Reports of a new policy paper published by the Chinese government pushed oil prices lower in Asian trade this morning, dragging benchmarks downward. Prices quickly rebounded, however, on Saudi reassurances that OPEC + would continue to manage crude oil supplies.
S&P Global Platts cited reports from other media saying the policy paper held U.S. President Trump responsible for the recent breakdown in trade negotiations, which hardly bodes well for the future of the negotiations. Prices tumbled on the news, but rebounded as Saudi stoked market optimism with vague promises of continued production quotas.
Just days after the last report on how well trade talks between Washington and Beijing were going President Trump complained on Twitter they were going too slowly and threatened new tariffs. He went through with the threat—to increase tariffs from 10 percent to 25 percent on US$200 billion worth of Chinese goods—and the retaliatory move came promptly, with China raising tariffs on U.S. liquefied natural gas.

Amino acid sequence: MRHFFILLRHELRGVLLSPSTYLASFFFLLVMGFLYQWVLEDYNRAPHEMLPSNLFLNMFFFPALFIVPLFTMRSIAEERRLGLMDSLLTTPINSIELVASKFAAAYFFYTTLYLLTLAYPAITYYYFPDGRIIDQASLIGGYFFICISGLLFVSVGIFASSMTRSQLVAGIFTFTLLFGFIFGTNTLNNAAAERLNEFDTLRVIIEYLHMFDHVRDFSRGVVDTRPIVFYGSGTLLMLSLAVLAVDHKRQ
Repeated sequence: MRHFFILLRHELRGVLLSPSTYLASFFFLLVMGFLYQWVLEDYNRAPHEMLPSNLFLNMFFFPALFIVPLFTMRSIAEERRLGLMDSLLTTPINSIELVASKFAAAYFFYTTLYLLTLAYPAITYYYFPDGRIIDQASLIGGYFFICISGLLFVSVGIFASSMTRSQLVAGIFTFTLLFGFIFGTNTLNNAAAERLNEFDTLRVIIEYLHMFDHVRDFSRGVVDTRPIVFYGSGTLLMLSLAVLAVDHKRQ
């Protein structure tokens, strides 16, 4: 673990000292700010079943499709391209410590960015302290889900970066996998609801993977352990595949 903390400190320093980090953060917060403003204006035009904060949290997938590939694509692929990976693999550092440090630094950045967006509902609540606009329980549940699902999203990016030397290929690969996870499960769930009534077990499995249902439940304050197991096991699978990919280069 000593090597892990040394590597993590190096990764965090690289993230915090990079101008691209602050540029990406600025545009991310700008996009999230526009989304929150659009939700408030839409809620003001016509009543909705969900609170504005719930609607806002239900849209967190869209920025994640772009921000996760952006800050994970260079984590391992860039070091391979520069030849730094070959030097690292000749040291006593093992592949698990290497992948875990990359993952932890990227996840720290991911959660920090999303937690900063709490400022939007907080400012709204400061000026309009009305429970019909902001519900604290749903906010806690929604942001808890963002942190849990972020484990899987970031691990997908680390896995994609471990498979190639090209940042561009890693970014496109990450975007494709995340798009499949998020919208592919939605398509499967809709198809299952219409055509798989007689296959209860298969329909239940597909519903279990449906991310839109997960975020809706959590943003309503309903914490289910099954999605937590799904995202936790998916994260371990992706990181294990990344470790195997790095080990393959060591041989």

Following this latest exchange of tariffs, Chinese refiners and commodity traders began shunning U.S. crude oil, refusing to commit to long-term contracts, which in itself weighed on oil prices. The other factor that pressured oil was the renewed concern for global economic growth as a result of the trade rout between the world’s largest economies. Related: Why Battery Metals Are Bafflingly Cheap
"In its White Paper on US-China trade talks unveiled on Sunday, while China said it is still open to negotiation, they will not give ground on the issues of principle and will also fight to the end if necessary," S&P Global Platts quoted analysts from OCBC as saying today.
Meanwhile, President Trump also threatened tariffs against Mexico, which, Reuters reported, has deepened the pessimistic mood among traders and investors. Trump said he will impose 5-percent tariffs on Mexican goods next Monday if Mexico doesn’t stop illegal immigration across the border between the two.
By Irina Slav for Oilprice.com
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